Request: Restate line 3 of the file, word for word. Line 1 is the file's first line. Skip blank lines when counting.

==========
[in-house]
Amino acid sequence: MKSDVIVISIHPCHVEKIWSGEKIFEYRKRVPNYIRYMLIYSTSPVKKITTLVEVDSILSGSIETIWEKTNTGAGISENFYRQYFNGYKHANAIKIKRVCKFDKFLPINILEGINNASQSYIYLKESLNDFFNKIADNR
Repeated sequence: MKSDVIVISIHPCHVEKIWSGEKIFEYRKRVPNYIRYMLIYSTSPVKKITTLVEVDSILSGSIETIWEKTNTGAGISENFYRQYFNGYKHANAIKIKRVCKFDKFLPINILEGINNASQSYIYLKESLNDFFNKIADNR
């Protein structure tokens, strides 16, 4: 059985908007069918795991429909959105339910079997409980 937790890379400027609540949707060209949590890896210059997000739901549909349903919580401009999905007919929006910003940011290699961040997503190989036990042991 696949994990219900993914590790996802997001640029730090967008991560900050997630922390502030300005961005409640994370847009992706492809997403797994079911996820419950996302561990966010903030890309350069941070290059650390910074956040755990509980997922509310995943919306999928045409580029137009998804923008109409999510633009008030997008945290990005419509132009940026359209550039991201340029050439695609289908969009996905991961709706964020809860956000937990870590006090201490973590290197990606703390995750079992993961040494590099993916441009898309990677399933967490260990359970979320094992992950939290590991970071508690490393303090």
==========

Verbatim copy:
Repeated sequence: MKSDVIVISIHPCHVEKIWSGEKIFEYRKRVPNYIRYMLIYSTSPVKKITTLVEVDSILSGSIETIWEKTNTGAGISENFYRQYFNGYKHANAIKIKRVCKFDKFLPINILEGINNASQSYIYLKESLNDFFNKIADNR